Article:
COVID-19 , Hypertension, Pregnancy-Induced , Pre-Eclampsia , Puerperal Disorders , Blood Pressure , COVID-19/diagnosis , COVID-19/epidemiology , COVID-19/prevention & control , Feasibility Studies , Female , Humans , Hypertension, Pregnancy-Induced/diagnosis , Hypertension, Pregnancy-Induced/epidemiology , Hypertension, Pregnancy-Induced/prevention & control , Male , Pandemics , Postpartum Period/physiology , Pre-Eclampsia/diagnosis , Pre-Eclampsia/epidemiology , Pre-Eclampsia/prevention & control , Pregnancy , Puerperal Disorders/diagnosis , Puerperal Disorders/epidemiology , Retrospective Studies
4.
Sci Rep ; 12(1): 4109, 2022 03 08.
Article in English | MEDLINE | ID: covidwho-1735290

ABSTRACT

Preeclampsia and cardiovascular disease (CVD) share multiple features and risk factors. Circulating angiotensin-converting enzyme 2 (ACE2) is increased in CVD and mediates SARS-CoV-2 entry into host cells, causing COVID-19 infection. The role of ACE2 in preeclampsia pathophysiology is unknown. We hypothesized that circulating ACE2 is increased in mid-pregnancy in women later developing preeclampsia. We included 296 women later developing preeclampsia (cases) and 333 women with a continuous healthy pregnancy (controls). Circulating ACE2 was measured with an immunoassay based on proximity extension assay technology, with levels being expressed as relative quantification on a log2 scale. Median (interquartile range) ACE2 levels were higher in cases than in controls; 3.84 (3.50-4.24) vs. 3.72 (3.45-4.04), p = 0.002. Adjusted logistic regression models showed a 60% increased risk for later development of preeclampsia with one unit elevation of ACE2 (adjusted odds ratio (aOR) 1.60, 95% confidence intervals (CI) 1.17-2.18). Preterm preeclampsia (diagnosis before 37 gestational weeks, n = 97) seemed to have a stronger ACE2 association than term preeclampsia, n = 199 (aORs, 95% Cis 2.14, 1.15-3.96 and 1.52, 1.04-2.23, respectively). Circulating ACE2 is increased at mid-pregnancy in women later developing preeclampsia, particularly preterm preeclampsia. Thus, our finding indicates a partly shared pathophysiological pathway between preeclampsia and CVD.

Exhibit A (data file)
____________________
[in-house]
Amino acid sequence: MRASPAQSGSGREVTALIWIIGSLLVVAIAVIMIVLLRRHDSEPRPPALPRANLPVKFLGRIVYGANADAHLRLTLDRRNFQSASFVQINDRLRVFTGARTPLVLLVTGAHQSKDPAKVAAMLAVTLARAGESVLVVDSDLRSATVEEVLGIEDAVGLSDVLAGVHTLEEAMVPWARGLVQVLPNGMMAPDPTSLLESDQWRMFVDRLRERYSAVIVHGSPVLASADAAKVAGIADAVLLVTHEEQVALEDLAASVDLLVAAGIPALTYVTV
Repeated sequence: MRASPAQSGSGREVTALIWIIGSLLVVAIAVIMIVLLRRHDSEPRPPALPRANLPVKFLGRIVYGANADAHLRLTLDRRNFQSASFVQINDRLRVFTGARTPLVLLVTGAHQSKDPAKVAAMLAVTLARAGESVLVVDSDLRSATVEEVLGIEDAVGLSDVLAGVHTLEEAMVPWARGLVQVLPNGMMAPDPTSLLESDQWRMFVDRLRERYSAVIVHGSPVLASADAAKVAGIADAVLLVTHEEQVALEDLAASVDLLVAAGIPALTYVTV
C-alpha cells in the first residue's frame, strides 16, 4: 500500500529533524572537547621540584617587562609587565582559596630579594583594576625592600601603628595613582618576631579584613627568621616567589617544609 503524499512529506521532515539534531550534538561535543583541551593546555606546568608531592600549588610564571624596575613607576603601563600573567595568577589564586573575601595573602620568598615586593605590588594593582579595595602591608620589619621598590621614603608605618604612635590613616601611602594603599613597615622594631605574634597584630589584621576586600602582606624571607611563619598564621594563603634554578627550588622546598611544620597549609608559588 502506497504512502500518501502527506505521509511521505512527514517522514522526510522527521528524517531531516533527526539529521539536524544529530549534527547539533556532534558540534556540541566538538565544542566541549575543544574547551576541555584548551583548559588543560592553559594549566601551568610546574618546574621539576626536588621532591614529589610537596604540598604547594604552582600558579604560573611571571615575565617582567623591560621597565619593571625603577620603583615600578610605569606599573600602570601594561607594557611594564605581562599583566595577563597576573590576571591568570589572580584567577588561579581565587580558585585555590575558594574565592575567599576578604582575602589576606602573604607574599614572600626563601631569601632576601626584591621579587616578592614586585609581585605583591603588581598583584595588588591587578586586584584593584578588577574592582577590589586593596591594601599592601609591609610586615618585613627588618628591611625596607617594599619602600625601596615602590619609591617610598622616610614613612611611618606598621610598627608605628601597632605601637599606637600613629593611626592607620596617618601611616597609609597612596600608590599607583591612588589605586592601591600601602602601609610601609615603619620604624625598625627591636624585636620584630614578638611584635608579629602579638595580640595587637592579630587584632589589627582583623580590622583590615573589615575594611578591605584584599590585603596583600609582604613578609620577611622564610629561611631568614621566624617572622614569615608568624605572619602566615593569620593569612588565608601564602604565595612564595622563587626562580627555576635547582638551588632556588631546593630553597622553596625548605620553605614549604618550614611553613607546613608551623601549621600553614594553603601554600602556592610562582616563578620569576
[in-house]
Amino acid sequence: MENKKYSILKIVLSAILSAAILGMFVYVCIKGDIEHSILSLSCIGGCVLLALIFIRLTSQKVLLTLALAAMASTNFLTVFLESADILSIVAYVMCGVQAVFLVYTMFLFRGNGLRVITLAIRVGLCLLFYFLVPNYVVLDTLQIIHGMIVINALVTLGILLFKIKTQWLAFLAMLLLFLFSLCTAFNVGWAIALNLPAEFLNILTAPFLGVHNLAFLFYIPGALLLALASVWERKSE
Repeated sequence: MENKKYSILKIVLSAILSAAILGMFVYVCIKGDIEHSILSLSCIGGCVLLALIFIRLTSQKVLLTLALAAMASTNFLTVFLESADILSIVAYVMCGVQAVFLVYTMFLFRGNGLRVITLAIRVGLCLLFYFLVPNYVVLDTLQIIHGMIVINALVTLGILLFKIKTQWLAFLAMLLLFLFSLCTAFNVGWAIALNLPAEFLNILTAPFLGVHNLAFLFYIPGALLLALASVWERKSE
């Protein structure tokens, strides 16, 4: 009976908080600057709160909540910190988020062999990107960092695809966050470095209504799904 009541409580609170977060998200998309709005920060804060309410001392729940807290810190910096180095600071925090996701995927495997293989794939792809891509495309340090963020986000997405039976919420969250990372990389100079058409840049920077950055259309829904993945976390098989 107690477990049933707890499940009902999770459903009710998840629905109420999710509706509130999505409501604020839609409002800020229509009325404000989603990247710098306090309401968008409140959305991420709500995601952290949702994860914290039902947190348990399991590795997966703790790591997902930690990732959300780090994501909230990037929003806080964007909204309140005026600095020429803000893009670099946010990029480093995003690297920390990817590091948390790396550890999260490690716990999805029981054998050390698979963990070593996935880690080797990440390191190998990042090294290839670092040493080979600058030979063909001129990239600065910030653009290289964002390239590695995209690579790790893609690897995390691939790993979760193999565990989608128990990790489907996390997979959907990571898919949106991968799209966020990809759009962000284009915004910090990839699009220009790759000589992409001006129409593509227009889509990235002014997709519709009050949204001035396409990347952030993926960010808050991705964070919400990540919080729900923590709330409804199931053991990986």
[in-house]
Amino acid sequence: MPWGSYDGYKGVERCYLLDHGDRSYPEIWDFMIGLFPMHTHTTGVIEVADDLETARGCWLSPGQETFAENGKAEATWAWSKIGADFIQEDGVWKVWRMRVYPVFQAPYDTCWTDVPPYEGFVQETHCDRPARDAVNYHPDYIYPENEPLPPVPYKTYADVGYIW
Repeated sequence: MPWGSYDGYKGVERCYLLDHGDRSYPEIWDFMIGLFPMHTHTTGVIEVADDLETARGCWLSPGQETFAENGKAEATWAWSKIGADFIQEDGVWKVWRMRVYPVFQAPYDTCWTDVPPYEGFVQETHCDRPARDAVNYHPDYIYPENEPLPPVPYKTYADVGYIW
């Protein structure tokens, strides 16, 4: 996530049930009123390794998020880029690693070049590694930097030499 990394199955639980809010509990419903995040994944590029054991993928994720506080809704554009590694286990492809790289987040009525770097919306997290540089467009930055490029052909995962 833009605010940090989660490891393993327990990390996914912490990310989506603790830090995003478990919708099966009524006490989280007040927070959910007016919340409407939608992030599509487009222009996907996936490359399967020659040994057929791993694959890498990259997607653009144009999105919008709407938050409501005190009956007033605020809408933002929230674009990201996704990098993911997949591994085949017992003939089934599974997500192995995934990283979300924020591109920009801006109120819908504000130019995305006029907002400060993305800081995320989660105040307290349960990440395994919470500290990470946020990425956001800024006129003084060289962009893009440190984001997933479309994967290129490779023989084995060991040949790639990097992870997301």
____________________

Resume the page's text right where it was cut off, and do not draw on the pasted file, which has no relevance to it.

Subject(s)
Angiotensin-Converting Enzyme 2/blood , Pre-Eclampsia/diagnosis , Adult , Body Mass Index , Cardiovascular Diseases/complications , Cardiovascular Diseases/pathology , Case-Control Studies , Female , Gestational Age , Hospitals, University , Humans , Logistic Models , Odds Ratio , Pre-Eclampsia/pathology , Pregnancy , Risk Factors , Sweden
8.
J Obstet Gynaecol Can ; 44(2): 193-195, 2022 02.
Article in English | MEDLINE | ID: covidwho-1458741

ABSTRACT

BACKGROUND: Hypertension, proteinuria, and hepatic dysfunction have been described as manifestations of coronavirus disease 2019 (COVID-19) and are generally accepted as poor prognostic factors. However, these same findings can also occur in pregnant women with preeclampsia, thus creating a diagnostic challenge. CASE: We report a case of COVID-19 infection in an otherwise healthy pregnant patient with secondary hypertension, proteinuria, and significant hepatic dysfunction. Maternal placental growth factor (PlGF) testing was used to rule out preeclampsia. The patient received supportive care and improved significantly. She went on to have a spontaneous vaginal term delivery of a healthy male baby. CONCLUSION: COVID-19 infection in pregnancy may present as preeclampsia-like syndrome. PlGF testing can be used to differentiate preeclampsia from COVID-19 and facilitate appropriate management.